Roman Catholic Church and Uniquely Guatemalan Forms

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Guatemala is a nation of 10 million people. Although it is small, its terrain and microclimates are diverse, ranging from hot and humid coastal lowlands to mist-covered mountain forests. Approximately 87 percent of the population live in poverty, with 65 percent living in extreme poverty, making Guatemala the poorest nation in Central America. The average Guatemalan has fewer than five years of formal schooling with less than 2 percent going to college. Guatemalans have a great sense of hope. The relative calm in Guatemala is as fragile as the sense of hope and psychological space on which it rests. If the space were to close, the sense of hoplessness that led the rebels to rise against the oppressive military would return, perhaps leading to another uprising. Nurturing hope in Guatemala is particularly incumbent on Americans. Now, Guatemalan immigrants who live in the U.S. send a substantial amount of money to their families in Guatemala. Without this money, these families would be destitute, leading to a state of unrest that could quickly disintegrate into war. The Mayan Calender is based on 2 separate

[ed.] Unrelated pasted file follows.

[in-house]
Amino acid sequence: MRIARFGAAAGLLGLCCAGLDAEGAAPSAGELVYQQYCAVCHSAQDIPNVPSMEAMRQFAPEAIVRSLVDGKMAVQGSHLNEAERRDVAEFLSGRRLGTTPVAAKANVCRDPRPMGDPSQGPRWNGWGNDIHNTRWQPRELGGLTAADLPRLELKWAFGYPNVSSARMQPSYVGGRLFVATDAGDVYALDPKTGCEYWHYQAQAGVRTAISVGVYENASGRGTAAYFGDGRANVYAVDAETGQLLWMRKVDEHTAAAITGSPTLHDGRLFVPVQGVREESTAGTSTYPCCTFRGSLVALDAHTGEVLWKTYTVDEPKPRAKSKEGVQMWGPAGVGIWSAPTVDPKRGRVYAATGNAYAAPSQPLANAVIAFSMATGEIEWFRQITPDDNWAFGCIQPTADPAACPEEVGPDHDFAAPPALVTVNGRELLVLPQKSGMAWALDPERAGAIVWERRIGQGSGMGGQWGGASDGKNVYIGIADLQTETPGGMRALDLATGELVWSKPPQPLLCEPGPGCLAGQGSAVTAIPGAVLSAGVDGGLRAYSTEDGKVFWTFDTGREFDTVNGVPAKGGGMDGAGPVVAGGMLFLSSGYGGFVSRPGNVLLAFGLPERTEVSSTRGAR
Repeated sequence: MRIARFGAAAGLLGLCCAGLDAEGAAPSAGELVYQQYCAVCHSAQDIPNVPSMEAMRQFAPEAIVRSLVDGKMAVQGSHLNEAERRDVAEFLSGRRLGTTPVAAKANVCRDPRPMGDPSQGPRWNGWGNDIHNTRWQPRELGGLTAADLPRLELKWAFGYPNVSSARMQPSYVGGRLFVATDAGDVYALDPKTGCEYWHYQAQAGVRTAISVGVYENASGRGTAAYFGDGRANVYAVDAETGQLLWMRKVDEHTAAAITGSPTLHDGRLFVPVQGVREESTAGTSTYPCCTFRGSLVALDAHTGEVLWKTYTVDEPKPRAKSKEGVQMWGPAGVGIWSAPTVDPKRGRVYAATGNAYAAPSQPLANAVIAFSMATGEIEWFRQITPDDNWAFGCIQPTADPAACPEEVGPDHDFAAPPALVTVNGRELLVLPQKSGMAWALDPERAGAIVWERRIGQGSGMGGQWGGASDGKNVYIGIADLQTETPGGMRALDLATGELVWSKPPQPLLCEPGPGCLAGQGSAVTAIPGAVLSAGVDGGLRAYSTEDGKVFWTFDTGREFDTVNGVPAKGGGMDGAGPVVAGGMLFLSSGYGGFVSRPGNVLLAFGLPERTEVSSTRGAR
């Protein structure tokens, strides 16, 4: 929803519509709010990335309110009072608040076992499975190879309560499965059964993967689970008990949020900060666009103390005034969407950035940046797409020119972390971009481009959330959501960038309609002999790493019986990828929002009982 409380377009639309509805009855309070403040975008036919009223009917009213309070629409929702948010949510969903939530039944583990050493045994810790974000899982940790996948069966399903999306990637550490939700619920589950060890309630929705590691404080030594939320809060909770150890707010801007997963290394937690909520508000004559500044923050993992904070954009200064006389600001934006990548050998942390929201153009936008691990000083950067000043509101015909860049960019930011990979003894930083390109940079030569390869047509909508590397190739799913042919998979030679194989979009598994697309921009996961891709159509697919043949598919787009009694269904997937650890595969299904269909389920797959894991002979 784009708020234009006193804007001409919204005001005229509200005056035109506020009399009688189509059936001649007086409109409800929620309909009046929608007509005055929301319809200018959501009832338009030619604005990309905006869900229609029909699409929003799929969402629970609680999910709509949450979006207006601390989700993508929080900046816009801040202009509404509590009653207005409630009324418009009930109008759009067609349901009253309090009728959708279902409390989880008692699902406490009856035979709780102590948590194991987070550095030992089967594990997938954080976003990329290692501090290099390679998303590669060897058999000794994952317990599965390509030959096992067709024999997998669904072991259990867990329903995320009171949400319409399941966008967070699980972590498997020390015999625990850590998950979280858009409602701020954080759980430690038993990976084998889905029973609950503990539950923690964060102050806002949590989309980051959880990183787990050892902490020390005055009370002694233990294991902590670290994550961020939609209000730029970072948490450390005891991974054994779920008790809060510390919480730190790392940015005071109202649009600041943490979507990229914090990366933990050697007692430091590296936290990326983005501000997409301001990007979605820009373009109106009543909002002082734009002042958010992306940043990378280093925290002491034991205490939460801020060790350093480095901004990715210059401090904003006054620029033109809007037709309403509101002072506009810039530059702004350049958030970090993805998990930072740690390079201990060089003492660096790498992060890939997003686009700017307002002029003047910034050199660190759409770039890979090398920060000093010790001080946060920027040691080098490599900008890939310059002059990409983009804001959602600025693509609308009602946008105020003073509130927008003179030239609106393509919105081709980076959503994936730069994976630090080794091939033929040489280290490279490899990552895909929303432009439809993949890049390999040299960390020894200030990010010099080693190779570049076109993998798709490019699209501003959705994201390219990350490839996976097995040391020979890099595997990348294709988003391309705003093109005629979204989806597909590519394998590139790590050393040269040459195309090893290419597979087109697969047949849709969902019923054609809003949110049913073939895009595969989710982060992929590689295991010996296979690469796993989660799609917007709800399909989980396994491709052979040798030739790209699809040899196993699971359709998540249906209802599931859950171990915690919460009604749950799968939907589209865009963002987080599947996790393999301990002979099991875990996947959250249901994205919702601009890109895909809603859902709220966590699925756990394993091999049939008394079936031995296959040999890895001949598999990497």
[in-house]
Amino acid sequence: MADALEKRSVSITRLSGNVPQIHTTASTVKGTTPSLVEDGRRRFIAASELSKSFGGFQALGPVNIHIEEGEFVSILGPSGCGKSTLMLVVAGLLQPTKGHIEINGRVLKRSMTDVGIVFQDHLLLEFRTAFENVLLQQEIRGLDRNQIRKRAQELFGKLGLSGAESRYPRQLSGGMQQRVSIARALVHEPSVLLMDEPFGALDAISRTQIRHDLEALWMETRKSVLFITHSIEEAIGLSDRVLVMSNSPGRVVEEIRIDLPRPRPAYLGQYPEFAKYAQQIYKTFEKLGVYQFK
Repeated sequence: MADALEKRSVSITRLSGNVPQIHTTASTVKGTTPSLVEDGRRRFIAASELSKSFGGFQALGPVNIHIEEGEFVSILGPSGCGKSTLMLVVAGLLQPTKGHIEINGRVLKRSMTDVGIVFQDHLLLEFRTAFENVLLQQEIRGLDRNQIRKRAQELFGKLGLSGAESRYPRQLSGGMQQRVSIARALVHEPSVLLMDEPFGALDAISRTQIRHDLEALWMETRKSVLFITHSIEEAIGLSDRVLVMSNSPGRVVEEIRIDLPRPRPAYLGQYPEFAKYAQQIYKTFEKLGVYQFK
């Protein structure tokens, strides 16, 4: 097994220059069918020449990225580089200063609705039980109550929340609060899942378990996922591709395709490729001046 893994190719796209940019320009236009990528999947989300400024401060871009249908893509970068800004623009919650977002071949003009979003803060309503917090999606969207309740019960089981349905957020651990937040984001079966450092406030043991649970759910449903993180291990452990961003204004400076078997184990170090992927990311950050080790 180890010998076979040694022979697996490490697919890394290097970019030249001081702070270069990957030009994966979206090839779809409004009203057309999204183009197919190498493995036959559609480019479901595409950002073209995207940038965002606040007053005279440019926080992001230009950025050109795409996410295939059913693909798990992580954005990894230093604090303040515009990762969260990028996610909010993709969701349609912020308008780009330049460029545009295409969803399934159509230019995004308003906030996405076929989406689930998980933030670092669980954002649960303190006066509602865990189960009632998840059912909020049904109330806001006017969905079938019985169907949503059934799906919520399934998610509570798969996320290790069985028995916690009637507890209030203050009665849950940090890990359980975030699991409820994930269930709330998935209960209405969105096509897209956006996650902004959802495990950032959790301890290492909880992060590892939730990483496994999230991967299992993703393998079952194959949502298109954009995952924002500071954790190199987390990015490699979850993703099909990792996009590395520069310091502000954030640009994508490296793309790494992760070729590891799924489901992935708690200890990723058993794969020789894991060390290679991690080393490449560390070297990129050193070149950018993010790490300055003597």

pairs of wheels, together known as the Calender Round, both tied to a linear count of days, called the long count, whose zero point is an unknown mythical event that occurred on August 13th 3114 B.C. The Second Calender Round sequence, the Haab, is 365 days long and consists of 18 months of 20 days each, plus one month of 5 days. Some Mayan Calenders have absolute beginning dates and some count from the beginning of each rulers reign. Religion is a very important part of Guatemalan life. Each village has a Catholic church; at home, people light candles to honor saints. While the majority of Guatemalans identify themselves as Roman Catholics, the form of Catholocism found in Guatemala, differs from that of many other countries. The Catholic church plays an important role in the lives of Guatemalans. In many Guatemalan villages, Mayan and catholic beliefs...
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